Before I start my rant on Lady Gaga’s just-released ARTPOP, I need to make one thing clear: I’m no Little Monster. Don’t get me wrong, I lived for Gaga during The Fame–era. The girl had me dreaming of disco sticks for days on end. One of my favorite earlier Gaga songs is “Fashion,” a super gay (and super under-appreciated) track from the film Confessions Of A Shopaholic. It’s hard to believe that was only five years ago. Back then, Gaga’s music felt new and had a fresh sound that had all us gay kids bluffin’ with our muffins. Then things started to go south. I was fine with the meat dress at the VMAs, but that weird egg hatch at the Grammys? Then came Born This Way, which, title track aside, was a long and exhausting production of preach-y lyrics and pranc-y beats. Throw in those weird American Horror Story-worthy faces she makes on stage and her recently announced plans to perform in space, and we have a performer who’s taking this fame-is-art-art-is-fame thing way too far. I find myself longing for the days of sick beats and poker faces and, ARTPOP is none of those. It’s simply too much art and not enough pop.
That’s not to say it’s totally unlistenable. I’m completely obsessed with “Do What You Want,” the sexy headboard banger featuring baby-makin’ crooner R Kelly. This song is pure, simple pop, and it doesn’t find Gaga sounding like she’s giving birth to triplets like she does on some tracks. (Ahem, “Venus.”) There is also “Gypsy,” which hits you by surprise almost at the end with a gripping hook. This song could be the single that humanizes Gaga on this record. (Taking notes, Miss Germanotta?) Over time, the album’s lead single, “Applause,” has also grown on me. It’s destined to be a club banger for years to come. “Mary Jane Holland” isn’t half bad either, a trippy little nugget for all you tokers that recalls Gaga post-hip surgery when she was reportedly smoking 15 joints a day to mask the pain.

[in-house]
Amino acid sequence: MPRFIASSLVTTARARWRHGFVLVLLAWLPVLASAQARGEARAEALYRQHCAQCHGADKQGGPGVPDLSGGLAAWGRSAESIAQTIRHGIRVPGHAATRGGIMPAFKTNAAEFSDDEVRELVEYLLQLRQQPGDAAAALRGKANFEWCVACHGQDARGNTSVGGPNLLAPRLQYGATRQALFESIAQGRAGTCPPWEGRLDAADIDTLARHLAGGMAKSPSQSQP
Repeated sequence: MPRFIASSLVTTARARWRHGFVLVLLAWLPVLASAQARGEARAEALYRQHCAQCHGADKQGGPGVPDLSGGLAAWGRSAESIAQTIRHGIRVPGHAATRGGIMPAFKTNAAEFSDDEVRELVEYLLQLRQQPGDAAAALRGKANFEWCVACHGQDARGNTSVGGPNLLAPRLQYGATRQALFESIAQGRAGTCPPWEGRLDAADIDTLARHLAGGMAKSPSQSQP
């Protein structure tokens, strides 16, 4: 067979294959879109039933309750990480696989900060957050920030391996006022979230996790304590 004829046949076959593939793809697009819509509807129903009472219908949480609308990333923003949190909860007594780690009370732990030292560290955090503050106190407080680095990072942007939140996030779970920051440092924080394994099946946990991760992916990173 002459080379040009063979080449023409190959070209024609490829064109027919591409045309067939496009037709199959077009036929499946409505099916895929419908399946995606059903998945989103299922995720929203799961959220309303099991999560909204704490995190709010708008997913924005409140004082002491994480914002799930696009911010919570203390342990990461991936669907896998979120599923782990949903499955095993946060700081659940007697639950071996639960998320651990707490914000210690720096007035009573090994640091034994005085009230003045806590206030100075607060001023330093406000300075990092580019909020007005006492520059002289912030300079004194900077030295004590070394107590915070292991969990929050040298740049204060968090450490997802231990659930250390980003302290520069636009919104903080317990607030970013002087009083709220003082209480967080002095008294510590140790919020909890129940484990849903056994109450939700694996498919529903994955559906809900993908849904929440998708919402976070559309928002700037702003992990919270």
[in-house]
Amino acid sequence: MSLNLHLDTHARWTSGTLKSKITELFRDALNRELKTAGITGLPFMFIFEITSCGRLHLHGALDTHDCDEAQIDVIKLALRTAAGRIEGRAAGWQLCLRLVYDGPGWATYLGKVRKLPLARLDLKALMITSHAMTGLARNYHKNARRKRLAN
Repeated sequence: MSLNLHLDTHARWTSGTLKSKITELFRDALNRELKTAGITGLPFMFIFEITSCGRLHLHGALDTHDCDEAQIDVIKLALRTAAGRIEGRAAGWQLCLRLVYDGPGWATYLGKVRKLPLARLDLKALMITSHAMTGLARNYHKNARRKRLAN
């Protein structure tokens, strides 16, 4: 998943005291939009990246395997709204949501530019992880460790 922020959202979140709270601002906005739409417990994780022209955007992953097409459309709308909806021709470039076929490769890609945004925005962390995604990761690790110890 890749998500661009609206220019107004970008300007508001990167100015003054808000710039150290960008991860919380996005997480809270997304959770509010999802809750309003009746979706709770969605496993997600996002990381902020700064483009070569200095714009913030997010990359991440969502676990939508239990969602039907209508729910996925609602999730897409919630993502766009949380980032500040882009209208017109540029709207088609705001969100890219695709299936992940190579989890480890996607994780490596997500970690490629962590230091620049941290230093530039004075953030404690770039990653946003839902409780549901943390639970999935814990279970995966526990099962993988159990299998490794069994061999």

Speaking of pain, let's move on to the doozies. The record starts off sour right from the beginning. Opening tracks "Aura" and "Venus" are a pair of overproduced EDM messes. The former is the biggest misfire. Reminding me of another Gaga track I couldn't stand, "Judas," the song's lyrics mock Muslim women ("Enigma pop star is fun/ She wear burqa for fashion), questionably taking jabs at their faith. Yikes. Tracks "G.U.Y.," "Sexx Dreams" and "Donatella" all sound like weak replicas of Gaga's glory days. On "Manicure," Gaga tries her hardest to sound like an electronica act from the '90s. (Welcome back, Elastica!) And don't even get me started as to why rappers T.I., Too $hort and Twista landed on this album. The trio is featured on the track "Jewels and Drugs," a hip-hop number that sounds like something Miley would have left on the Bangerz cutting-room floor.
I've saved the ratchetest tracks for last: "Swine," a Courtney Love-sounding number, allegedly takes a shot at celebrity blogger Perez Hilton. On it, Gaga screeches over a sloppy beat, "I know you want me/ You're just a pig inside a human body." Maybe she wants revenge on him by making his eardrums bleed? I know mine did. The absolute worst on this album has got to be suicidal track "Dope." What a mess. Besides sounding like Gaga was actually on dope while recording this track, the piano-driven tune only feels more out of place on an album full of disasters. That is certainly saying a lot. Basically, as the Material Girl would say, it feels "reductive."
It's simple here, really. I don't care whether Gaga lays an egg or flies away in a rocket ship, but I wish she'd keep the theatrics out of her music. At the end of the day, we don't want to figure music out, we just want to listen to it and enjoy it. Despite its flaws, ARTPOP will probably do well for Gaga and her Little Monsters. But for me, I'll keep longing for the days when Momma told me to get drunk and just dance.